• “We’ve got to remind [patients], especially those that are going out, if they're going to the store, if they're getting their hair done, if they're getting their nails done, they're already committed to taking a risk to go there. And [those businesses are] taking no precautions — not like we are. Why wouldn't they come see us too?” (26:40—26:55)
  • “Show people the social proof. Because your patients, if they don't see people coming to your office right now, they think it’s a ghost town . . . When you share with them that, ‘No, we’re busy,’ that influences them to go, ‘Well, if all those people are going and they feel safe, maybe I will too.’ . . . We’ve already extended our risk-tolerant folks by finding more of them. Now, we get our risk-averse crowd to come in sooner than they would have otherwise.” (31:26—32:00)
  • “When your market speaks, you need to listen. Their answers give me insights into what they were using to make their decision, what their mindset was, which then helps me figure out what marketing messages I need to create to get more [patients] like them. If I can get their attention in any kind of advertising medium, now I've got a shot to bring them in the door, to call me and not somebody else.” (36:15—36:36)

Snippets:

  • Dr. Phelps’ background. (03:33—08:06)
  • What is the COVID-19 mindset and why is it important in dentistry? (08:32—10:22)
  • How COVID-19 created the risk-tolerant and risk-adverse mindset. (11:01—15:55)
  • Educating your team about the risk-tolerant mindset. (16:19—18:35)
  • Misconceptions about same-day dentistry. (18:57—20:29)
  • No-show rates increase as the gap between call time and visit increase. (21:08—21:42)
  • Constantly communicate why patients are safe in your office. (22:18—23:24)
  • The social proof principle and the authority principle. (24:00—27:17)
  • How to talk to your team about risk-tolerant and risk-adverse mindsets. (27:40—28:41)
  • Leverage your Google reviews to build trust and gain exposure. (29:05—32:02)
  • Be adaptable for times like this. (33:12—35:31)
  • Create conditions for patients to come and stay with your practice. (36:08—36:36)
  • Last thoughts on where we are now as dentists. (37:03—40:02)
  • There's never been a better time to have a membership plan for patients. (40:40—44:04)
  • Dr. Phelps’ book and podcast. (44:47—46:45)

Reach Out to Dr. Phelps:

Dr. Phelps’ website: https://www.drphelpshelps.com/

Dr. Phelps’ Instagram: @dr.christopherphelps https://www.instagram.com/dr.christopherphelps/

Dr. Phelps’ podcast, Dental Slang: https://www.dentalslang.com/

Further Reading:

How to Grow Your Dental Membership Plan by Dr. Phelps: https://www.amazon.com/Grow-Your-Dental-Membership-Plan/dp/0692788093

Books by Dr. Robert Cialdini: https://www.amazon.com/Influence-Psychology-Persuasion-Robert-Cialdini/dp/006124189X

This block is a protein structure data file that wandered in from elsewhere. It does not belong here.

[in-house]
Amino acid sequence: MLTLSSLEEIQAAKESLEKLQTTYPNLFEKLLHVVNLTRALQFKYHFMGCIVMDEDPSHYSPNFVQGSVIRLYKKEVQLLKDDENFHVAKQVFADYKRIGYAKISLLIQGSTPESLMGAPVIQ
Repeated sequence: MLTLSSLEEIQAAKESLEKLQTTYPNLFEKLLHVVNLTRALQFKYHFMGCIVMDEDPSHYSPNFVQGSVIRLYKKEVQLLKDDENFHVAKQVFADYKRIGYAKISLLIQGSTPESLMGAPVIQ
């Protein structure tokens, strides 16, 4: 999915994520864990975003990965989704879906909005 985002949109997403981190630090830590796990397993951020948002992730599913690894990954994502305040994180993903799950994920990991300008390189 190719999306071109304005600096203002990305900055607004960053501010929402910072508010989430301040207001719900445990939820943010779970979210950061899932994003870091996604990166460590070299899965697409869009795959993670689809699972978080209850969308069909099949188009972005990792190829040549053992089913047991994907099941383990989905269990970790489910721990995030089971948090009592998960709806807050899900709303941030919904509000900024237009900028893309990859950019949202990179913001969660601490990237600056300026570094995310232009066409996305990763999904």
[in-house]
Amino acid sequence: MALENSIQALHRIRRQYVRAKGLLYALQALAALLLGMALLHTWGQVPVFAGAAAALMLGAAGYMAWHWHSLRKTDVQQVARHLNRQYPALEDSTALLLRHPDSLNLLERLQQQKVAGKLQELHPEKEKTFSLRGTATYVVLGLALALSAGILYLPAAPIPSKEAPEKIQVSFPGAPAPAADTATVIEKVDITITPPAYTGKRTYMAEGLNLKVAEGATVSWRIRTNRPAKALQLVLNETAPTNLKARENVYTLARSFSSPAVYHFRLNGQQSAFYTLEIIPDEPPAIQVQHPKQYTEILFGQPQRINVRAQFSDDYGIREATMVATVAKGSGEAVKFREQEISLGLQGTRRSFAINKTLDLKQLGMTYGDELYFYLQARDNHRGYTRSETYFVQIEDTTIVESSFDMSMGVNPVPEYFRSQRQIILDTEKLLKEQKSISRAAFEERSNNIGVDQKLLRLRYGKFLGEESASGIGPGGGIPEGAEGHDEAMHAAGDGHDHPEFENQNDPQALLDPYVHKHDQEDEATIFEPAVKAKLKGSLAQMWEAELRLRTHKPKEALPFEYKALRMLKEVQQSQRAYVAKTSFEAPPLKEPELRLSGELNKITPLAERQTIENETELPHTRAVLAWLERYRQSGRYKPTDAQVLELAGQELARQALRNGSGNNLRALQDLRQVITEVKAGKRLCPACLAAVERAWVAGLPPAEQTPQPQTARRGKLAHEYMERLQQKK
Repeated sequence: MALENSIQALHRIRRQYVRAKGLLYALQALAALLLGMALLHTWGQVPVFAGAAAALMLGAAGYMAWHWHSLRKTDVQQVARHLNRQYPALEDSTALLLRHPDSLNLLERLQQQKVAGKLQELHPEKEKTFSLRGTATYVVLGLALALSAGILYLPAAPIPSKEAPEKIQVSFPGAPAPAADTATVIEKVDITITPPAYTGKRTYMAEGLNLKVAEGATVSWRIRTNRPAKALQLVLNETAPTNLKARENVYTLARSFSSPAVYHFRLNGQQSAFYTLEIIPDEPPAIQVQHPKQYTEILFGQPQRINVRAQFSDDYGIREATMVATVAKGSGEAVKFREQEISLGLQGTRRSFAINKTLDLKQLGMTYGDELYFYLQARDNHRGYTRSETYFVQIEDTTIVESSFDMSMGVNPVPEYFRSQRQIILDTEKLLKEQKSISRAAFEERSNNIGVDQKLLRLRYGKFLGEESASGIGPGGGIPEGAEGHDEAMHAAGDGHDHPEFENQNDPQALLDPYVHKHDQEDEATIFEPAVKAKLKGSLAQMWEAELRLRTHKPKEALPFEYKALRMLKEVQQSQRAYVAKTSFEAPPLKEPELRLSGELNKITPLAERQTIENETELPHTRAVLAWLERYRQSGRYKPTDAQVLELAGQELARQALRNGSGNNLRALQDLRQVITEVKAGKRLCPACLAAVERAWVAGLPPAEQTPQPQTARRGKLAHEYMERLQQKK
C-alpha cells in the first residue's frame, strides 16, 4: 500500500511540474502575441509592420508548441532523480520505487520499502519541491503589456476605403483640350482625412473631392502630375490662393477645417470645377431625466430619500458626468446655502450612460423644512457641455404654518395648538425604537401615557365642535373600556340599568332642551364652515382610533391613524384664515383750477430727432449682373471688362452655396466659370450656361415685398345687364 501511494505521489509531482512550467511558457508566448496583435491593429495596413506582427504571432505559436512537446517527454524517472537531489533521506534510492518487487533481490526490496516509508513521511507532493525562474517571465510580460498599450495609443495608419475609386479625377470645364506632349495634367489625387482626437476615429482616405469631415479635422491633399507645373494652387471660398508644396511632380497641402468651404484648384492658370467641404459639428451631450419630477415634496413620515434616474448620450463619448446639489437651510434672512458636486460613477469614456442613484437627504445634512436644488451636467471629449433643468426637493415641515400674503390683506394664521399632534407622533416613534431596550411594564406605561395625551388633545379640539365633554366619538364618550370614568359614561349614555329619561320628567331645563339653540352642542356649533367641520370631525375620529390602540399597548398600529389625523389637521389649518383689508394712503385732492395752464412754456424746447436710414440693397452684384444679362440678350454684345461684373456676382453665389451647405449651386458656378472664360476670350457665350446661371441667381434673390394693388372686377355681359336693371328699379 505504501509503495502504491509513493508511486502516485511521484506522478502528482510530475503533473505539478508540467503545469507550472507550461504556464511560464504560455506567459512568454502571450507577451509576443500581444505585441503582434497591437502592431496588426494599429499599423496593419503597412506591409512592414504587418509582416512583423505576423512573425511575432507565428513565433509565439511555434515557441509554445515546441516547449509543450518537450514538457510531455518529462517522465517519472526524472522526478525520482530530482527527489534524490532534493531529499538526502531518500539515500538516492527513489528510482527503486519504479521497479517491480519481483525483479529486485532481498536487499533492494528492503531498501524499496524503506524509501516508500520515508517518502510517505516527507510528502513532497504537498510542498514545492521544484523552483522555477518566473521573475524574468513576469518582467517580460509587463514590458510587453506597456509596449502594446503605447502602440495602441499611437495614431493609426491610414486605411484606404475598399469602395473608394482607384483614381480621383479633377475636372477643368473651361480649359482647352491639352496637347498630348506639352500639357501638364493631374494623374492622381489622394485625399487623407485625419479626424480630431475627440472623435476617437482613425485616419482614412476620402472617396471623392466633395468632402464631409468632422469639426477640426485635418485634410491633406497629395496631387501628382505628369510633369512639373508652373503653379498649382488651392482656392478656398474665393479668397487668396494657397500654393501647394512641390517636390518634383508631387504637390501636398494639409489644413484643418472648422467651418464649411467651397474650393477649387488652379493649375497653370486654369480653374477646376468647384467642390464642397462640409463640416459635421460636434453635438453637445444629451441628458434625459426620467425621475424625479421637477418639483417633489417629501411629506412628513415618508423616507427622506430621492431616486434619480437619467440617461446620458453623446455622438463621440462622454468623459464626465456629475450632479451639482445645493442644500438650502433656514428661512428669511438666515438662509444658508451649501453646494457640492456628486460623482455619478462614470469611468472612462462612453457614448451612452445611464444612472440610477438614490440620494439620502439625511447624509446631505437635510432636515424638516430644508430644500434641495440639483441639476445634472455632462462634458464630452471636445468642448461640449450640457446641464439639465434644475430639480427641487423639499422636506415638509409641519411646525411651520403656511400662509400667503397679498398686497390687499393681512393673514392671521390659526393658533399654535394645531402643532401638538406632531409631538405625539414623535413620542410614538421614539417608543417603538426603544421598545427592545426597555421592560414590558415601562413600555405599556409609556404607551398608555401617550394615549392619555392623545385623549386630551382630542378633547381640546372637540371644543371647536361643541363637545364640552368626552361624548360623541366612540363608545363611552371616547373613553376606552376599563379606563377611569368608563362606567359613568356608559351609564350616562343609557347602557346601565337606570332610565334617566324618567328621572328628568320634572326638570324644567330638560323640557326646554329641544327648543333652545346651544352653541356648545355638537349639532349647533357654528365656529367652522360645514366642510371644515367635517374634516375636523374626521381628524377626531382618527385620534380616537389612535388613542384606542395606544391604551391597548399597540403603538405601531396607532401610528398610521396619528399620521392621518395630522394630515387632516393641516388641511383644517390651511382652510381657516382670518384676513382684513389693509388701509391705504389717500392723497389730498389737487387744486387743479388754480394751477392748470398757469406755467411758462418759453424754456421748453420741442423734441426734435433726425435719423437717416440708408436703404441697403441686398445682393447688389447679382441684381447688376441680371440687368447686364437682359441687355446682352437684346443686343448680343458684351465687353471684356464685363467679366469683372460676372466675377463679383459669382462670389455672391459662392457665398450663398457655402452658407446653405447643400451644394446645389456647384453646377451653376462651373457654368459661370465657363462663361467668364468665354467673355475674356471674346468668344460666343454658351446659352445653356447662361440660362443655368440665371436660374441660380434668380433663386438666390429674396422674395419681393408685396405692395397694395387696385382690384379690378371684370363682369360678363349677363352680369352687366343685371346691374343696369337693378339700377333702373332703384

Dr. Christopher Phelps Bio:

An entrepreneur and Amazon bestselling author, Chris is also a general dentist practicing in Charlotte, NC. In his first seven years of practice, Chris grew his practice revenue by a factor of 10X, growing from one practice location to four. After selling two of those offices for profit, Chris focused on maximizing the capacity of his remaining two practices and enjoyed two consecutive years of $1 million of revenue growth in each of the two practices, effectively collecting with two offices what he had collected when he owned four.

The Call Tracker ROI program he developed played a major role, decreasing missed calls by 90% and increasing team conversions of new patient appointments over the telephone from 24% to over 86%, which helped increase his new patient numbers from 60/month to averaging over 300/month; all the while decreasing his marketing expenses by 74%.

In 2016, he launched Golden Goose Scheduling to help practices answer and schedule more new patient calls so they didn’t have to pay more in marketing money to get them.

Chris writes frequently for industry publications such as Dental Economics, Dental Practice Management, Dental Products Report, DentistryIQ, and Remin Media. He is the author of Grow Your Practice with Wine & Cheese, and also published a CE article in Contemporary Esthetics Magazine.

In 2016 and 2018, Dr. Phelps was selected as the Doctor’s Choice National Dental Award winner. He was nominated and voted on by his fellow dentists, and out of the 6,000 dentists nominated across the U.S., he was the only one to receive this honor. Additionally, he was chosen for the 2016 Doctor’s Choice Top 100, due to a high degree of peer recognition and professional achievement.

In addition to being a Kolbe Certified Trainer, a key opinion leader to several large dental companies, and understanding how to get new patients in the door, Dr. Phelps is also an expert in the Science of Influence and Ethical Persuasion. He has studied under the authority in this field, Dr. Robert Cialdini, and is the only dentist in the world to be named a Cialdini Method Certified Trainer (CMCT). Chris uses Cialdini’s Principles to ethically steer patients to more referrals, decreased no-shows, and higher case acceptance.